If you're using a Dictionary instead of a Hashtable, so that the type of the keys is known, the easiest way to make a copy of the Keys collection to avoid this exception is:
foreach (string key in new List<string>(dictionary.Keys))
Why are you getting an exception telling you that you've modified the collection you're iterating over, when in fact you haven't?
Internally, the Hashtable class has a version field. The Add, Insert, and Remove methods increment this version. When you create an enumerator on any of the collections that the Hashtable exposes, the enumerator object includes the current version of the Hashtable. The enumerator's MoveNext method checks the enumerator's version against the Hashtable's, and if they're not equal, it throws the InvalidOperationException you're seeing.
This is a very simple mechanism for determining whether or not the Hashtable has been modified. In fact it's a little too simple. The Keys collection really ought to maintain its own version, and its GetEnumerator method ought to save the collection's version in the enumerator, not the Hashtable's version.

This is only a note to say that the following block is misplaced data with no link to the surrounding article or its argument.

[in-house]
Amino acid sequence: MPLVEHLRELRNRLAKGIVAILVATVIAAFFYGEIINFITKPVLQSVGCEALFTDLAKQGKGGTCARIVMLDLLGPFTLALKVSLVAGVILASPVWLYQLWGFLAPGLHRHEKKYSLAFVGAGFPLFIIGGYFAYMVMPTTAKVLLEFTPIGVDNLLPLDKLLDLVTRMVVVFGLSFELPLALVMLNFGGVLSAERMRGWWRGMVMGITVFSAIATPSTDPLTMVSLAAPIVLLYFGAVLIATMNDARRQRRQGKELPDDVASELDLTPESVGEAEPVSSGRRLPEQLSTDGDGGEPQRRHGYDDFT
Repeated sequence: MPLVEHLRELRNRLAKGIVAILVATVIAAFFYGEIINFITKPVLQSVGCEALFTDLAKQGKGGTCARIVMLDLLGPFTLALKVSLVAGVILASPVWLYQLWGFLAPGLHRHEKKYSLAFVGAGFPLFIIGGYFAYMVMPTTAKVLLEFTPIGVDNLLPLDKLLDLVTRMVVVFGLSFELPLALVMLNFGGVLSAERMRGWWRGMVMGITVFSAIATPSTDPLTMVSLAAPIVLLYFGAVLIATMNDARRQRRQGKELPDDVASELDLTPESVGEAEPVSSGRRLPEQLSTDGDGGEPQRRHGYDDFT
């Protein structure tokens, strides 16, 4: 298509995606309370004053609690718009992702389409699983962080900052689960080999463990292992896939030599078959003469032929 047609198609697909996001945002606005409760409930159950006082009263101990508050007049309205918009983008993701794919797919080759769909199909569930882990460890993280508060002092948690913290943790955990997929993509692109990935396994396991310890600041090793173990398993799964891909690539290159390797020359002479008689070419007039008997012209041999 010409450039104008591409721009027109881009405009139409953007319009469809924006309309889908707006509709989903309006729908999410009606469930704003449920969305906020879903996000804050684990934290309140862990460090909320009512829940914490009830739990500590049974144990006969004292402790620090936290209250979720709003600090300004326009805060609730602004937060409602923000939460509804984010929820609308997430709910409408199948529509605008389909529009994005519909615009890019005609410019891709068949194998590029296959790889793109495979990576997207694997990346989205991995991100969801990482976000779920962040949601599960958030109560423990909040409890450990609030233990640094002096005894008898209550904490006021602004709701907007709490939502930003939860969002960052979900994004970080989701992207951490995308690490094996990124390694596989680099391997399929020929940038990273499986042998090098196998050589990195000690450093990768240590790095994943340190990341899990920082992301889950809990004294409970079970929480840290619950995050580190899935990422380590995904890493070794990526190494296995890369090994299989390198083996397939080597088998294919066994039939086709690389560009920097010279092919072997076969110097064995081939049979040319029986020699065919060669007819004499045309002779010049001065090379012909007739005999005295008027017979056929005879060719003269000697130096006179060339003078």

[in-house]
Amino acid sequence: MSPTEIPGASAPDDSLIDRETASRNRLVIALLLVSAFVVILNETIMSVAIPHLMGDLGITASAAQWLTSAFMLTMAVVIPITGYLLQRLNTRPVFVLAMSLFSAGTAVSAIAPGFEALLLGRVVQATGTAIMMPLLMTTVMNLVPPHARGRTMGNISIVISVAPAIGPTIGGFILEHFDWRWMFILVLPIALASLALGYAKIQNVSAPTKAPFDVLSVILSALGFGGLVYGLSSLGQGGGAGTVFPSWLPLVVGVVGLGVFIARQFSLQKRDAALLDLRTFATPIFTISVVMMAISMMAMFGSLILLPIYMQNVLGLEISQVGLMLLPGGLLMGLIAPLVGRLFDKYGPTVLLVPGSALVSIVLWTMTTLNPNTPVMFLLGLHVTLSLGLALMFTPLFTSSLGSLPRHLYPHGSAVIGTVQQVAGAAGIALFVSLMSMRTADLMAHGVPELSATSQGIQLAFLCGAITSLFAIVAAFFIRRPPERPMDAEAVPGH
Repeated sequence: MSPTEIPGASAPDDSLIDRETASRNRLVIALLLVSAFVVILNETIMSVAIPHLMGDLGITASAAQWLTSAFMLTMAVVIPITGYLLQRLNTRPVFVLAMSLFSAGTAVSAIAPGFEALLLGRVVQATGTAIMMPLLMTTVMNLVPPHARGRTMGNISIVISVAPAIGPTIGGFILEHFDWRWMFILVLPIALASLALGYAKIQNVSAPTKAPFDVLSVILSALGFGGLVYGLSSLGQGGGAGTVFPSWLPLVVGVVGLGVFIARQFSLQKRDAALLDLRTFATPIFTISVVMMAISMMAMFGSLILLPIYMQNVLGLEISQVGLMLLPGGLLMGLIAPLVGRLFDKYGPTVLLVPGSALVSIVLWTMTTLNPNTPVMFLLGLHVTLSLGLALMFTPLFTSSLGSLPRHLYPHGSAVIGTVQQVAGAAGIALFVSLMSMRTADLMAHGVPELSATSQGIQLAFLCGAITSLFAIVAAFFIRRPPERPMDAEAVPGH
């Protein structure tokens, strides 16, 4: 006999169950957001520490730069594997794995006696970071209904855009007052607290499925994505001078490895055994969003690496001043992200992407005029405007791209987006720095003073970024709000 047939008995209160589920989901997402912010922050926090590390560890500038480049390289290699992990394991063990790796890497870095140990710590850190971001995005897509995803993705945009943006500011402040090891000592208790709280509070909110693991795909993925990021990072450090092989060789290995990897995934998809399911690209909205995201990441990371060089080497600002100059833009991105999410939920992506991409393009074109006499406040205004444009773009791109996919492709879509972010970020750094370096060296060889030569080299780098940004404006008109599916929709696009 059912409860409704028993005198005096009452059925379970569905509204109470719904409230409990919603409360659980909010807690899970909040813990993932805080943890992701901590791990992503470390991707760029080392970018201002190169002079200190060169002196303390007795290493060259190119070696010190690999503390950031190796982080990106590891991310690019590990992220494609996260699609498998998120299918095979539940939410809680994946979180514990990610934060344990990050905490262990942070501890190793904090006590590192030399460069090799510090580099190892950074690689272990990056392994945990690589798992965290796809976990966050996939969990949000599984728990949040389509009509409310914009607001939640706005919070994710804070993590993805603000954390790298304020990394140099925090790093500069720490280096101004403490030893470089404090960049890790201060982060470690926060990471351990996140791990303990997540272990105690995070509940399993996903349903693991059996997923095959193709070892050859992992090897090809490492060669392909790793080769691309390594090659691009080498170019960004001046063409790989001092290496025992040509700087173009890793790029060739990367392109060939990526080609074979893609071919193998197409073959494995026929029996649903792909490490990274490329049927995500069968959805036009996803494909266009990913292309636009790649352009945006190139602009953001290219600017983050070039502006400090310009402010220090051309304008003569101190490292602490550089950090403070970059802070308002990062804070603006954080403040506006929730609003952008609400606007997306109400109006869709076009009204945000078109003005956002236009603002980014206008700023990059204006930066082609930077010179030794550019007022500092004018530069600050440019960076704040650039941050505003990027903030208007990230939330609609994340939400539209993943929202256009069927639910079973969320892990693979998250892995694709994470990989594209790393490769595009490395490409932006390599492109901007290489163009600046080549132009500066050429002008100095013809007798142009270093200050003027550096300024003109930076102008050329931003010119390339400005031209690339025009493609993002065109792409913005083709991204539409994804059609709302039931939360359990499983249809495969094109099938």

There's another, subtler design defect in this approach. The version is an Int32. The UpdateVersion method does no bounds checking. It's therefore possible, if you make exactly the right number of modifications to the Hashtable (2 times
Int32.MaxValue, give or take), for the version on the Hashtable and the enumerator to be the same even though you've radically changed the Hashtable since creating the enumerator. So the MoveNext method won't throw the exception even though it should, and you'll get unexpected results.